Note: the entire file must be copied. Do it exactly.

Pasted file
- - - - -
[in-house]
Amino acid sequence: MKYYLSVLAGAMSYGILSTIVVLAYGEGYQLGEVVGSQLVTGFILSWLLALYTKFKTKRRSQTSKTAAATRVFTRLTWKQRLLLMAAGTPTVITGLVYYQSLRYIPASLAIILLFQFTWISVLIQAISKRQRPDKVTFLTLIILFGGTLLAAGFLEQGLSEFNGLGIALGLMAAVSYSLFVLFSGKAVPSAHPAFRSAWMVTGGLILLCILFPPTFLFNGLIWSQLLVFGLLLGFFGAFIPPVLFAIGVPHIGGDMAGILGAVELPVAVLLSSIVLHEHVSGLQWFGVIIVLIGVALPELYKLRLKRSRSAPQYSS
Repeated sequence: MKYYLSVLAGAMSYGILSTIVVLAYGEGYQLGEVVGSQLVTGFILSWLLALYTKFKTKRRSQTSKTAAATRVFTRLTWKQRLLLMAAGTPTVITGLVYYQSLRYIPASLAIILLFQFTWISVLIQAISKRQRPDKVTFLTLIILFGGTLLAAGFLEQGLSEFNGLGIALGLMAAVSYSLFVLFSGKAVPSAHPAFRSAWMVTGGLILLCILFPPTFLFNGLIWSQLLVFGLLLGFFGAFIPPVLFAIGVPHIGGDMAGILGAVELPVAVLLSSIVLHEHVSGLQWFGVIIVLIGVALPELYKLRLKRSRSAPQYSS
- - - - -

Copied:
[in-house]
Amino acid sequence: MKYYLSVLAGAMSYGILSTIVVLAYGEGYQLGEVVGSQLVTGFILSWLLALYTKFKTKRRSQTSKTAAATRVFTRLTWKQRLLLMAAGTPTVITGLVYYQSLRYIPASLAIILLFQFTWISVLIQAISKRQRPDKVTFLTLIILFGGTLLAAGFLEQGLSEFNGLGIALGLMAAVSYSLFVLFSGKAVPSAHPAFRSAWMVTGGLILLCILFPPTFLFNGLIWSQLLVFGLLLGFFGAFIPPVLFAIGVPHIGGDMAGILGAVELPVAVLLSSIVLHEHVSGLQWFGVIIVLIGVALPELYKLRLKRSRSAPQYSS
Repeated sequence: MKYYLSVLAGAMSYGILSTIVVLAYGEGYQLGEVVGSQLVTGFILSWLLALYTKFKTKRRSQTSKTAAATRVFTRLTWKQRLLLMAAGTPTVITGLVYYQSLRYIPASLAIILLFQFTWISVLIQAISKRQRPDKVTFLTLIILFGGTLLAAGFLEQGLSEFNGLGIALGLMAAVSYSLFVLFSGKAVPSAHPAFRSAWMVTGGLILLCILFPPTFLFNGLIWSQLLVFGLLLGFFGAFIPPVLFAIGVPHIGGDMAGILGAVELPVAVLLSSIVLHEHVSGLQWFGVIIVLIGVALPELYKLRLKRSRSAPQYSS